US economists Carmen Reinhart and Kenneth Rogoff say that the good news from their historical study of eight centuries of international financial crises is that up to the current one, they have all ended. In their celebrated book, This Time Is Different: Eight Centuries of Financial Folly, they said from over 3,700 annual observations covering a wide range of political systems, institutions, exchange rate arrangements, and historic circumstances, one of their main finding was that the relationship between government debt and real GDP growth is weak for debt/GDP ratios below a threshold of 90% of GDP. Above 90%, median growth rates fall by one percent, and average growth falls considerably more. "We find that the threshold for public debt is similar in advanced and emerging economies."

While GDP is the national accounts metric in the European Union, it is not a good measure for Ireland as it includes the inflated profits of the dominant foreign-owned sector.

While GDP grew by 1.4% in 2011, GNP (which mainly excludes multinational sector profits) fell by 2.5% and domestic demand dipped 3.7%.

Nominal GDP was 20% higher than GNP in 2011, up from a gap of 14% in 2009. Not only are exports significantly exaggerated, international comparisons of Irish labour productivity growth and unit labour costs are distorted by the multinational sector.

Ireland: GDP or GNP? Which is the better measure of economic performance?

At the end of 2011 General Government Debt stood at €169bn or 108% of GDP and 131% of GNP.

In Chile at an EU-Latin America summi at the week-end, attended by Angela Merkel, German chancellor, Tánaiste Eamon Gilmore gave a warning that failure to strike a deal with the ECB on the promissory note would have a “potentially catastrophic effect on Ireland.” In Dublin, Leo Varadkar said the Coalition has to change some of its proposals to avoid punitively high repayments on the promissory notes.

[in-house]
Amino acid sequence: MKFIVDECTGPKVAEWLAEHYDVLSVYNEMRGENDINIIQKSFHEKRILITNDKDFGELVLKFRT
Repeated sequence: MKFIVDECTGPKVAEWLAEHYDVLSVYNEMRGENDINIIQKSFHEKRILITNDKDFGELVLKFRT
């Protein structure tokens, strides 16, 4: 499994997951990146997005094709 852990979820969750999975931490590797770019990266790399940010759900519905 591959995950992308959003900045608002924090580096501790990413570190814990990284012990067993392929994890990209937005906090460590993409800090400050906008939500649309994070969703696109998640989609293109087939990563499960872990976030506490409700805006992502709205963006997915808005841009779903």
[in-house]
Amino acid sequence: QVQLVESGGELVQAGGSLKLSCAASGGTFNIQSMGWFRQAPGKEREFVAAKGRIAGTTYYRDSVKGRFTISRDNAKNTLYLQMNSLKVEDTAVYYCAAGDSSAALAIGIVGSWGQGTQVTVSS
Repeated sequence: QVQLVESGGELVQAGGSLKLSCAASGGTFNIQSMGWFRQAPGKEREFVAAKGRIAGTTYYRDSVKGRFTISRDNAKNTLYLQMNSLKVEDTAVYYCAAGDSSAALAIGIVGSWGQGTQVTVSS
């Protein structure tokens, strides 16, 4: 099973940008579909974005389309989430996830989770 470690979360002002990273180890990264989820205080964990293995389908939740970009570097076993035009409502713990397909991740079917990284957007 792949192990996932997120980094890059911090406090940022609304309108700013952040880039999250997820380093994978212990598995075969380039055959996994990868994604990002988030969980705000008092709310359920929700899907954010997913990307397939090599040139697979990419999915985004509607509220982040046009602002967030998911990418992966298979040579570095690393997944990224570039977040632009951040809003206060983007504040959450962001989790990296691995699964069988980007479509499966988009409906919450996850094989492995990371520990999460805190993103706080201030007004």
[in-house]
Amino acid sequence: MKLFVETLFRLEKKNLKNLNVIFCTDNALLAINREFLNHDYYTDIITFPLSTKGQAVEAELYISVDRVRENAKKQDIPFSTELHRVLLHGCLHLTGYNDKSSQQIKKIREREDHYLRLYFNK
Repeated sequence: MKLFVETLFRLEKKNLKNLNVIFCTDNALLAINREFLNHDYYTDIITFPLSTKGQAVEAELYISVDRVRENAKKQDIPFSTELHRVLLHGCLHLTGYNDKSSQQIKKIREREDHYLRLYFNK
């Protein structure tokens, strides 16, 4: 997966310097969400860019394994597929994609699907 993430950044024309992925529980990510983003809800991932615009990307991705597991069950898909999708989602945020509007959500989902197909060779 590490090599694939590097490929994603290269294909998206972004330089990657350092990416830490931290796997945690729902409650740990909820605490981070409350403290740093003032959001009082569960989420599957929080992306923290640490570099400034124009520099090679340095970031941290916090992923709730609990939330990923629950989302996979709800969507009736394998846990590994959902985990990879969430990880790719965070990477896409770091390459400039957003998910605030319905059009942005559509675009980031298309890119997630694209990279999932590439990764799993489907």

The next €3.1bn payment is due in March.

Angela Merkel likely viewed Gilmore's warning as puzzling as the 'good pupil' seemed to be heading for the sunlit uplands until last week.

Now, an IMF backstop maybe needed or participation in the ECB's new OMT bond-buying on return to the markets, never mind a cut in the debt burden.

“It’s not an issue of being in the markets, it’s an issue of at what price,” Noonan told Bloomberg News in Davos last week. “We don’t want to go back into the market and fall back out of it again.”

Michael Noonan sang to a different tune in London in Dec 2011 when he said he was targeting “full re-entry” to the bond market by mid-2013.

“My key message to you is that we want to move out of the European Union-International Monetary Fund program and return to the markets at the earliest opportunity,” Noonan said. “I intend that Ireland will give Europe its first success story as the recessionary cycle moves back in the right direction.”

“I would stress that there is no question whatsoever about our sovereign signature,” he said.

“Our recovery is export-led, and on the back of increases in export levels of 6.3% in 2010 and an estimated 4.6% increase in 2011, exports are at record levels. The pharmaceuticals, software, financial services, business services and food sectors all performing especially well.”

The policy makers back in Europe will likely put Gilmore’s sudden desperation down to jet lag.

What next? Mario Draghi, ECB president, to be dismissed as a clerk!

Gilmore had to learn that Jean-Claude Trichet, ECB president in 2011, was more than a “mere civil servant” as he said when he foolishly promoted the slogan: "Labour's way or Frankfurt's way."

Irish Times, Jan 02, 2013:

Mr Gilmore believes the recession will have ended by 2014 and that the political and economic landscape will alter radically.

“We believe that we are now at a stage where we can start looking forward. We have been mired in economic recession. As we move into 2013, we will be able to look beyond that crisis.

“My parting words to the parliamentary party was when we come back in 2013 we will need to be talking and thinking about what post-recession Ireland will look like. I see enormous potential. The EU presidency absolutely parallels what we are doing, concentrating on jobs and growth and trade,” he said.